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Who owns the carbon?

Indonesia’s carbon stores spark international attention

Jeff Neilson

   A hand-written sign forbidding forest clearing reinforces ambiguities
   over who actually determines resource use
  Jeff Nielson

On 2 February 2010, the Australian Minister for Climate Change, Energy Efficiency and Water, Senator Penny Wong, announced a A$30 million allocation to the Indonesia Australia Forest Carbon Partnership (IAFCP) project in Sumatra’s Jambi province. This added to Australia’s earlier commitment of a similar amount for conservation and restoration of carbon-rich peat swamps in Central Kalimantan. Both projects are part of a joint initiative agreed on by former Australian Prime Minister Rudd and Indonesian President Yudhoyono in June 2008, aimed at reducing greenhouse gas emissions from deforestation and forest degradation. Widely referred to as REDD, such schemes involve paying a government or other party to protect or restore forests and leave forest carbon in situ. The ‘plus’ in REDD-plus adds reforestation activities to REDD’s original ‘avoided deforestation’ framework. As part of overall plans to mitigate global warming, both Australian and Indonesian governments would like to see carbon credits generated through REDD+ schemes traded in international carbon markets.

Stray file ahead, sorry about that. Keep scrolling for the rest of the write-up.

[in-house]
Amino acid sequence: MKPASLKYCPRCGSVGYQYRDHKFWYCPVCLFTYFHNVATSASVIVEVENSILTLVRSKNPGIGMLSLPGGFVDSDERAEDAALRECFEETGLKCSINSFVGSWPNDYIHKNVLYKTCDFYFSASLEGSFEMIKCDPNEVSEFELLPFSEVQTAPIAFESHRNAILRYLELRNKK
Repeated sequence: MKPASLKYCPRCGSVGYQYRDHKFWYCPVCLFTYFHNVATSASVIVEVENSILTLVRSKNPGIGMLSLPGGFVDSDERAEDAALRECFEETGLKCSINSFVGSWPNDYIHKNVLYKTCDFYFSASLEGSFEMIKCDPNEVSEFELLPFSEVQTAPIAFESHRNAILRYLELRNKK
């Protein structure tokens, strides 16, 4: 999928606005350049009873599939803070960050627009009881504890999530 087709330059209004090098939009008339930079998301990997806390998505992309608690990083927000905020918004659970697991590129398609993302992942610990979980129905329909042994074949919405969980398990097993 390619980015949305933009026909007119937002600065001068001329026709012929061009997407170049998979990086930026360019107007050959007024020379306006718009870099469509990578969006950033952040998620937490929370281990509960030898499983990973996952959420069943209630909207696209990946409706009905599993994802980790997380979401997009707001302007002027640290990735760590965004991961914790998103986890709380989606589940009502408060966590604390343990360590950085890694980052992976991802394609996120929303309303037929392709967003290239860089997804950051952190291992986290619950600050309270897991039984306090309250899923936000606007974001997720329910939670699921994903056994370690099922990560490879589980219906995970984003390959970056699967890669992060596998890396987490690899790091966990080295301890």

Implementing REDD+ effectively and equitably will face immense challenges due to complex resource tenure arrangements across Indonesia’s forest landscapes and problems associated with identifying legitimate resource users to be compensated through REDD+ payments. Rights to use natural resources, such as forest lands for timber extraction or conversion to agriculture, are highly contested

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